A year ago I set a goal to be fit by 40. If you’re a guy then you might mistake that statement to mean, fitness as in survival of. But if you’re a woman, you know that’s code for “skinny”.
Actually both definitions aren’t too far off because if you’re a woman, skinny is the expectation if you want to survive in this day and age. Skinny means beautiful, smart and disciplined. It means that you’re worthy. It means that you’re good.
Good is important, because to get skinny you have to be good! Very, very good. You have to eat good foods and be good about exercising (at a good intensity level damn it) if you want to keep your girlish figure.
Girlish is another important part of skinny, because the majority of skinny females that exist in nature are girls that haven’t gone through puberty yet. Girls without breasts, hips or the flesh stores required to populate the planet. Inexperienced girls, trying to decipher their world and tap into their destiny. Girls working toward becoming confident women that, lets face it, really aren’t welcome around here anymore.
In The Good Body Eve Ensler postulates that the billion dollar weight loss industry is designed to keep women small, literally. When women focus all of their attention on being “good” in the context of body image and weight loss, they have no time, energy or patience left over to live a great life.
She’s right. When women starve themselves down to a zero, they ultimately become one on all sorts of levels. They regress back to being girl-like instead of owning their womanhood, which is perfect because besides having curves, real women have opinions, ideas and (gasp) demands so we wouldn’t want them taking up too much space.
Truth be told, lithe girls with low blood sugar levels can be pushed about and easily distracted by a snack cake. Hungry gals calculating the fat percentage of a serving of almonds, don’t have time to cure cancer or balance their check book for that matter.
Now I know this all sounds militant and extreme, but if you think about it – it’s not far off base. By creating an unreachable ideal, women are so collectively distracted they can’t accomplish everything else that needs to get done. When you add to that the fact that many women put their lives on hold until they become skinny (that same skinny that’s impossible to reach) well, you see the dilemma here.
I’ve spent the last year diligently working towards weight loss. (Click here, here, here, and here if you don’t believe me). I’ve honestly been very good. I’ve cut calories, increased my movement, created fitness goals, signed up for races, lifted weights and cooked healthier meals only to fail by most standards. Eleven months of healthy choices should have resulted in a lot more than only 9 lost pounds and looking better in a tank top. But an interesting thing happened on my way to 40 – I got smarter.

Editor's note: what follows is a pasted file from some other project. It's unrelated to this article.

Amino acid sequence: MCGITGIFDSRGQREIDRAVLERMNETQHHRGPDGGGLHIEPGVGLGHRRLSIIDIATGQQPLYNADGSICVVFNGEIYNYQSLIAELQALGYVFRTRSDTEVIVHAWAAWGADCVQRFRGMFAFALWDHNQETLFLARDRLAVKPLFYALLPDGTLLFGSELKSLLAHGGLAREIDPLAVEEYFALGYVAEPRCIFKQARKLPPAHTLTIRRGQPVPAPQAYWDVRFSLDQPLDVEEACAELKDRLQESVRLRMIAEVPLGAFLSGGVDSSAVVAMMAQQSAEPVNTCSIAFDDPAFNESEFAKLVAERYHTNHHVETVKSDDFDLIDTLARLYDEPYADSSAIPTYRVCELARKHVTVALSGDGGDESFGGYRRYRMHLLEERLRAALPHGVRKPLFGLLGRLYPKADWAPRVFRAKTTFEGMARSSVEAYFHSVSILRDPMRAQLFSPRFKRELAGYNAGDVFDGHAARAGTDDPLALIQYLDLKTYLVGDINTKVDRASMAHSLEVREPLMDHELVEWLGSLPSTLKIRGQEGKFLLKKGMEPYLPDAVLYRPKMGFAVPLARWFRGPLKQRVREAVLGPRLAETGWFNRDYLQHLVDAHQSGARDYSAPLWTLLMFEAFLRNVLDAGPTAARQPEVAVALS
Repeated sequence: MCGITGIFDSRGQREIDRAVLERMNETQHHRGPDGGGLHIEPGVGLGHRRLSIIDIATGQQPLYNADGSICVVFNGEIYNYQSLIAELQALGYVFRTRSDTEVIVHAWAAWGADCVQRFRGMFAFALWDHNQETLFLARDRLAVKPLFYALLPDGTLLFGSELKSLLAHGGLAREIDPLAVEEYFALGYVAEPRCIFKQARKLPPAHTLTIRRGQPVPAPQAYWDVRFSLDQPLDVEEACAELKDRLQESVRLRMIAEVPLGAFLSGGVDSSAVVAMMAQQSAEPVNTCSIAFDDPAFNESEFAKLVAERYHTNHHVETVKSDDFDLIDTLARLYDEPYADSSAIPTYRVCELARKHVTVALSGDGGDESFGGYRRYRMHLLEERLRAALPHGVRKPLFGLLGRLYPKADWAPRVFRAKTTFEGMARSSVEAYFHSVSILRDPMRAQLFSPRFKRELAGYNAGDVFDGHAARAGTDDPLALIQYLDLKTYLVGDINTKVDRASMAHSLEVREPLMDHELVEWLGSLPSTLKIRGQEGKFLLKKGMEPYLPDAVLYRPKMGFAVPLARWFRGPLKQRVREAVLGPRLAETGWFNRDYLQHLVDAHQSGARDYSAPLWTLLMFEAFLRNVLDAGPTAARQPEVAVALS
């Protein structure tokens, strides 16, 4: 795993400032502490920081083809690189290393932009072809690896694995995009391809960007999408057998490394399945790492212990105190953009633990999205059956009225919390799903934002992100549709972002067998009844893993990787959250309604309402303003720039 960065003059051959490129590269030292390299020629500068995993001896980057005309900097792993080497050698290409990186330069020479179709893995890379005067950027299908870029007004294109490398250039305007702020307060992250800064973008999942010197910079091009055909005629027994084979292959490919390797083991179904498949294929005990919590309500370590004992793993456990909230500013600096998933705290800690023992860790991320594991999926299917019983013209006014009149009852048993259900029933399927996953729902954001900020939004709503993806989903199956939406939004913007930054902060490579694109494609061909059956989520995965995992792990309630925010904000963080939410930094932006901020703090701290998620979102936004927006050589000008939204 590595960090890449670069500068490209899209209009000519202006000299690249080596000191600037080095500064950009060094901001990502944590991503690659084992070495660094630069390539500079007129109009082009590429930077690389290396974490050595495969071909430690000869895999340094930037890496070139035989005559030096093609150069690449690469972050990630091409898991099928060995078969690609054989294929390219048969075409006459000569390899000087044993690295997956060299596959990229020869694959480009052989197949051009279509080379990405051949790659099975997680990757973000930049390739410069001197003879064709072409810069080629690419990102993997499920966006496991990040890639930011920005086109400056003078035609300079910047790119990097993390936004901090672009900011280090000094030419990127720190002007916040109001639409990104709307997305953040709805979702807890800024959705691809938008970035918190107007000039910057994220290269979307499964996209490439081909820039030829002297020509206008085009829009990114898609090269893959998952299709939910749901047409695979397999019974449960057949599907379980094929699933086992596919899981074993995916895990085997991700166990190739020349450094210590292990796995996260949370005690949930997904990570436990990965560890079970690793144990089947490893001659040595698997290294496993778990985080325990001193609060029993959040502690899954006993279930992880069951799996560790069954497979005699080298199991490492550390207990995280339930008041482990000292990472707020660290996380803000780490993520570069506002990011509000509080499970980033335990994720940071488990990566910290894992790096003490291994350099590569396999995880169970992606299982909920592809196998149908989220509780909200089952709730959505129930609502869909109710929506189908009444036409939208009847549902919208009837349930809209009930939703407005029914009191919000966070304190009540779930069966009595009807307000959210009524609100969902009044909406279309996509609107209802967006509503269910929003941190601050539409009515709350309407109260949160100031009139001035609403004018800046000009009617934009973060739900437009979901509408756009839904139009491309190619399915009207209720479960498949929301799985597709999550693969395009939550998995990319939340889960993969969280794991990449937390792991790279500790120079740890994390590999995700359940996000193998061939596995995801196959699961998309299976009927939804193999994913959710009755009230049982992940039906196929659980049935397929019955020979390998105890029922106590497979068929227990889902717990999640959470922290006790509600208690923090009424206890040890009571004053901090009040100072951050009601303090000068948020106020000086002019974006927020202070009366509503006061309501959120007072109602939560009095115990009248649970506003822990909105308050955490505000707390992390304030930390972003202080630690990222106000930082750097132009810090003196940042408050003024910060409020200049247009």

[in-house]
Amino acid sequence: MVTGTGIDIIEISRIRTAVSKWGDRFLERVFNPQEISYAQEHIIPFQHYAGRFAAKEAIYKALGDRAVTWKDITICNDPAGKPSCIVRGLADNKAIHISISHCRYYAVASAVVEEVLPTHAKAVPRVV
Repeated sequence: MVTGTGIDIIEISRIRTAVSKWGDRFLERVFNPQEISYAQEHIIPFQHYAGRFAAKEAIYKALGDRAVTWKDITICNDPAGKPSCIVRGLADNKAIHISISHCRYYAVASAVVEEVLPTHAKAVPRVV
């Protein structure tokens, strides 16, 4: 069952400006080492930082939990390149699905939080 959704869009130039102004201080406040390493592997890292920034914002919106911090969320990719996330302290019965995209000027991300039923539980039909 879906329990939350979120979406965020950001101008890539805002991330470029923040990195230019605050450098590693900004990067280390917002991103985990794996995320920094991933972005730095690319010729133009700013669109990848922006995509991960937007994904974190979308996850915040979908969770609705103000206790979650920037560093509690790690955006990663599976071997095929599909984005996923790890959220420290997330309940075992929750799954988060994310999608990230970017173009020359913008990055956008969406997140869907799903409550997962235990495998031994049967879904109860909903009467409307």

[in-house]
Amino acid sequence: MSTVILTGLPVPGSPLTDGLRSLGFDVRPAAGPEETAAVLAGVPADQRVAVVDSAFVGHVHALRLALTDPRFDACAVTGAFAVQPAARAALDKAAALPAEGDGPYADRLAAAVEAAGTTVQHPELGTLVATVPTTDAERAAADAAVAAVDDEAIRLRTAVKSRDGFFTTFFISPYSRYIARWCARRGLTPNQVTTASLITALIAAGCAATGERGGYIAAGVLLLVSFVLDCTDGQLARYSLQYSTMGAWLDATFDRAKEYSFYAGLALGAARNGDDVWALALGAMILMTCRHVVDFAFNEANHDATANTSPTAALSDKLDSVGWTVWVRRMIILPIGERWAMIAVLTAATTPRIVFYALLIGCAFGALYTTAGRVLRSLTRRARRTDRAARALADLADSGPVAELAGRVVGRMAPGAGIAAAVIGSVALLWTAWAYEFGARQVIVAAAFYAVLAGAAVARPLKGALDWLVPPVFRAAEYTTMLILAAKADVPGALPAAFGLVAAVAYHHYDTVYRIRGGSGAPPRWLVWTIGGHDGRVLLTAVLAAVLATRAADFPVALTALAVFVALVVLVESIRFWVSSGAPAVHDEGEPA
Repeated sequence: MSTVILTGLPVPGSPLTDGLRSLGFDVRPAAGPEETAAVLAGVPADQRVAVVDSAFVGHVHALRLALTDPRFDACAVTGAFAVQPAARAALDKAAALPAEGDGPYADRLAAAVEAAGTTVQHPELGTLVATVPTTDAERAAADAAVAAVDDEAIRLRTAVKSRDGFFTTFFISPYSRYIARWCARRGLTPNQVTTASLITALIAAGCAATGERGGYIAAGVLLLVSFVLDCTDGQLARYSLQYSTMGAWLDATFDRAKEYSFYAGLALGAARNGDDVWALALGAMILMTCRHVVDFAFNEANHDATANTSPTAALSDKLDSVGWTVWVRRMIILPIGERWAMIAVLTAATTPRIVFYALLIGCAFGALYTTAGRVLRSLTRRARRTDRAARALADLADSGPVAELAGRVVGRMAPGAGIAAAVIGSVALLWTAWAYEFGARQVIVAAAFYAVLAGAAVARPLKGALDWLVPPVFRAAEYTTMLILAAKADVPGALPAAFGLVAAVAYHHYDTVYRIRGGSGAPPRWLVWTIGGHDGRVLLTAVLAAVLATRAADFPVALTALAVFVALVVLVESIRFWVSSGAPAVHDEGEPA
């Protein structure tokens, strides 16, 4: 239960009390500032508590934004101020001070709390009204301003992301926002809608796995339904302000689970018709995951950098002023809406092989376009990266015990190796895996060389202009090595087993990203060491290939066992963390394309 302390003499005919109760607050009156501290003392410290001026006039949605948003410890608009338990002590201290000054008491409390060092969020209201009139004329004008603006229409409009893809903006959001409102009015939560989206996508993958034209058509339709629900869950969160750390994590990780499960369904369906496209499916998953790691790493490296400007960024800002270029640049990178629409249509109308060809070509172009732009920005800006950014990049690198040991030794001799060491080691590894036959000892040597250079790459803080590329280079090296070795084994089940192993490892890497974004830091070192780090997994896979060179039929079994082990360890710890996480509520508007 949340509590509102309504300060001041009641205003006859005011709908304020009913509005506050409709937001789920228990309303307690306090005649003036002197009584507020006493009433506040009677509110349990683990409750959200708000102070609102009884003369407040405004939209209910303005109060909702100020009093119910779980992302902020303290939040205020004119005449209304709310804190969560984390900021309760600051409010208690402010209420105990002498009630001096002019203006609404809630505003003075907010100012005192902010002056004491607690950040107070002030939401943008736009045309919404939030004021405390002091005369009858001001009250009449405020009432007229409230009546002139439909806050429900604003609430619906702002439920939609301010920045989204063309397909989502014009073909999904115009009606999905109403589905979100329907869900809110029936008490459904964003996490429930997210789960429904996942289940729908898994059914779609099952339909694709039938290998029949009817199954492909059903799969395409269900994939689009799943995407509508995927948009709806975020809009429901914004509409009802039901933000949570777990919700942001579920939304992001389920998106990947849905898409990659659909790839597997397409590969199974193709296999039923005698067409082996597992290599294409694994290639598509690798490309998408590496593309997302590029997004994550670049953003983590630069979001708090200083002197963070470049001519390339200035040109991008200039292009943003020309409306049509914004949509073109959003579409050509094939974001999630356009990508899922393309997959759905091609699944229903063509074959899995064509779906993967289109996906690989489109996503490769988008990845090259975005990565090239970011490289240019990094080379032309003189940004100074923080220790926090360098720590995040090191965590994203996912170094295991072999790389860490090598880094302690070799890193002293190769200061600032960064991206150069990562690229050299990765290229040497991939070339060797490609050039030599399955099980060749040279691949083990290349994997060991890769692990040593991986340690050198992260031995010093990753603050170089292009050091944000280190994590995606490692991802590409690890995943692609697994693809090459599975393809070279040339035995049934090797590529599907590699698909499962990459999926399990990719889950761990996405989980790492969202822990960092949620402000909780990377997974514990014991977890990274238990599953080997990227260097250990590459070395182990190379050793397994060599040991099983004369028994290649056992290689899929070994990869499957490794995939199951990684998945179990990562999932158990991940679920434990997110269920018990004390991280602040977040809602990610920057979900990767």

Now the old (or should I say, younger) me would have quit many times this past year. I would’ve gotten frustrated,then given myself permission to binge until I felt guilty enough to start another diet until I got frustrated again – yada, yada, yada. But this past year was the year I made promises to others. By being forced to continuously tweak or change what I was doing rather than giving up, I finally figured out what worked for me which to be very honest, is quite different then what the experts say.
It’s been an interesting year and I’ve got a lot more to say on this topic, but for now, here’s what I know:
- I definitely know more about myself than I did 365 days ago.
- I have finally figured out a “maintainable” system of food / movement that works for my lifestyle.
- Although it’s taking a hell of a lot longer than I had expected, I’m fitter than I was this time last year.
- I have no idea what Fit at 40 looks like because I never actually see her in magazines, on TV or in the movies. So I stopped looking there and starting looking for her in real life and interestingly enough she’s a lot less perfect than what the weight loss industry wants you to believe.
- Because of this, all I can do is what works for me and stop sweating the outcome. More importantly, I have no attachment to the outcome what so ever because I’m sure as shit never going to be a zero. In fact, if I’m ever a size zero, pray for me, because I’m close to death and something very terrible has happened.
- Good has nothing to do with this. I know I’m good. In fact, I’m damn good.
- For the first time in 4 decades there’s no drama involved in getting dressed.
- After spending a year being “good” only to not reap the promised results, I’m seeing the whole weight trade as the bullshit, anti-woman industry that it is.
So this year the gift I’m giving myself is to simply continue doing what I’m doing, trust the process, let go of the outcome and frankly – enjoy taking up a little space in the process.